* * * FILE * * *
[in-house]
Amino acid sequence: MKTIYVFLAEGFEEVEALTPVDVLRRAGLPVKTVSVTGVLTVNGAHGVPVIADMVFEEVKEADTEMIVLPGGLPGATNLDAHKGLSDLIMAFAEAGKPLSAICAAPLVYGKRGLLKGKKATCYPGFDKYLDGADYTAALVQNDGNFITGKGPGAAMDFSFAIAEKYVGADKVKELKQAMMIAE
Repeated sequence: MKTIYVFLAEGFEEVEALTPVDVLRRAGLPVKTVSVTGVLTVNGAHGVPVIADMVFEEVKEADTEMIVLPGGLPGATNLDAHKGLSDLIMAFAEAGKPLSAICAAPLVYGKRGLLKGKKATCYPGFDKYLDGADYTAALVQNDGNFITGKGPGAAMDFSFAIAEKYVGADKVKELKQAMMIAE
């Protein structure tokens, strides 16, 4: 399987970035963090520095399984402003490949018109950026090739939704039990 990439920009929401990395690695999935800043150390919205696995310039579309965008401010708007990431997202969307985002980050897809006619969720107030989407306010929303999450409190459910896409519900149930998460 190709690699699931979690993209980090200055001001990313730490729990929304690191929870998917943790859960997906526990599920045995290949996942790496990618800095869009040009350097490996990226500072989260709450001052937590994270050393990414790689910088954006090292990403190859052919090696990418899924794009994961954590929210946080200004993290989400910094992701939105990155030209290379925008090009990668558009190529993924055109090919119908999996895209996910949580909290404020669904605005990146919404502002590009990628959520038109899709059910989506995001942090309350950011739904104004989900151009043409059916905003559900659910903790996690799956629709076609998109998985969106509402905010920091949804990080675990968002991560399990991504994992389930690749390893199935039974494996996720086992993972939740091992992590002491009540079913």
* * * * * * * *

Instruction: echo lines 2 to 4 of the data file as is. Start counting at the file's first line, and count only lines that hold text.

Amino acid sequence: MKTIYVFLAEGFEEVEALTPVDVLRRAGLPVKTVSVTGVLTVNGAHGVPVIADMVFEEVKEADTEMIVLPGGLPGATNLDAHKGLSDLIMAFAEAGKPLSAICAAPLVYGKRGLLKGKKATCYPGFDKYLDGADYTAALVQNDGNFITGKGPGAAMDFSFAIAEKYVGADKVKELKQAMMIAE
Repeated sequence: MKTIYVFLAEGFEEVEALTPVDVLRRAGLPVKTVSVTGVLTVNGAHGVPVIADMVFEEVKEADTEMIVLPGGLPGATNLDAHKGLSDLIMAFAEAGKPLSAICAAPLVYGKRGLLKGKKATCYPGFDKYLDGADYTAALVQNDGNFITGKGPGAAMDFSFAIAEKYVGADKVKELKQAMMIAE
């Protein structure tokens, strides 16, 4: 399987970035963090520095399984402003490949018109950026090739939704039990 990439920009929401990395690695999935800043150390919205696995310039579309965008401010708007990431997202969307985002980050897809006619969720107030989407306010929303999450409190459910896409519900149930998460 190709690699699931979690993209980090200055001001990313730490729990929304690191929870998917943790859960997906526990599920045995290949996942790496990618800095869009040009350097490996990226500072989260709450001052937590994270050393990414790689910088954006090292990403190859052919090696990418899924794009994961954590929210946080200004993290989400910094992701939105990155030209290379925008090009990668558009190529993924055109090919119908999996895209996910949580909290404020669904605005990146919404502002590009990628959520038109899709059910989506995001942090309350950011739904104004989900151009043409059916905003559900659910903790996690799956629709076609998109998985969106509402905010920091949804990080675990968002991560399990991504994992389930690749390893199935039974494996996720086992993972939740091992992590002491009540079913």